Money Attitudes, Credit Card Use, and Compulsive Buying among American College Students Academic Article uri icon


  • The consumer culture has evolved into one of the most powerful forces shaping individuals and societies (Roberts and Sepulveda 1999 a, b). The desire to become a member of the consumer culture appears to be universal (Droge and Mackoy 1995). Changing attitudes toward money arc an important catalyst behind the spread of the consumer culture. Money is important - especially to American college students who have been raised in a credit card society where debt is used freely (Ritzer 1995). Schor (1998) believes that access to easy credit is one of the causes of overspending. Using a causal modeling approach, the present study investigated the role money attitudes and credit card use play in compulsive buying within a sample of American college students (see Figure 1). Findings suggest that the money attitudes power-prestige, distrust, and anxiety (Yamauchi and Templer 1982) are closely related to compulsive buying and that credit card use often moderates these relationships. Study results have important public policy, marketing, and research implications. Copyright 2001 by The American Council on Consumer Interests.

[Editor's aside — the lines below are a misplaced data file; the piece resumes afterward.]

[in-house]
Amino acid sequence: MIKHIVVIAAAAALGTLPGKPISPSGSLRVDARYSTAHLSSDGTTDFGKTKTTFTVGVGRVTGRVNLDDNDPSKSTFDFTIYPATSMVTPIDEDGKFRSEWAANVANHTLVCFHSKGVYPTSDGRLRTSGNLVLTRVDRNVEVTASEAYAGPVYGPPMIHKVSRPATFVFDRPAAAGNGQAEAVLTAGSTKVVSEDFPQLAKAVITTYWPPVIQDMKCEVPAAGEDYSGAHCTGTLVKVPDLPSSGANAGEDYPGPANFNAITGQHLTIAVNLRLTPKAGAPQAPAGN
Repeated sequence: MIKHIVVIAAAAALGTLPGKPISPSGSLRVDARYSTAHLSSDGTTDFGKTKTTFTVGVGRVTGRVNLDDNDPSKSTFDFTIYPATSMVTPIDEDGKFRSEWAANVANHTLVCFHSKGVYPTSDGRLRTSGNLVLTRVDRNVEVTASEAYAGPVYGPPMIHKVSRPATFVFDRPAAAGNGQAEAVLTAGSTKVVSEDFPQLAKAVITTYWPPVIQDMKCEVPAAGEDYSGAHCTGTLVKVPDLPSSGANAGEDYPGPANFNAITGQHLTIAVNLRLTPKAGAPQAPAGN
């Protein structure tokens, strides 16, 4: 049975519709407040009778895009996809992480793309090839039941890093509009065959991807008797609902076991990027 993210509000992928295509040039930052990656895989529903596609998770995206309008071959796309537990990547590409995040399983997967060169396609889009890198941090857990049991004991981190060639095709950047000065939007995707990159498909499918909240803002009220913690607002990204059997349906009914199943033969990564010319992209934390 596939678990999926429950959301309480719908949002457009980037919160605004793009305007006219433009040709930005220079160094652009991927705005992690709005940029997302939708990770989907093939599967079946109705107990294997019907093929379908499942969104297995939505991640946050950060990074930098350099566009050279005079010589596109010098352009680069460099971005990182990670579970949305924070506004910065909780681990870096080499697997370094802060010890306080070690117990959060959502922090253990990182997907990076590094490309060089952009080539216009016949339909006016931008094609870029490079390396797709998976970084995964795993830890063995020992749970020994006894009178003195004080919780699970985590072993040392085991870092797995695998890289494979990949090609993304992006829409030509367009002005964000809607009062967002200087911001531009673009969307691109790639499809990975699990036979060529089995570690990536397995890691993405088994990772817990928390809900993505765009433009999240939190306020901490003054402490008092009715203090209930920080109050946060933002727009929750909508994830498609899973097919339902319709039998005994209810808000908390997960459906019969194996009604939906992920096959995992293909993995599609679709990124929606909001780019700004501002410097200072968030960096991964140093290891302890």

published proceedings

  • Journal of Consumer Affairs

altmetric score

  • 3

author list (cited authors)

  • ROBERTS, J. A., & JONES, E.

citation count

  • 364

complete list of authors


publication date

  • December 2001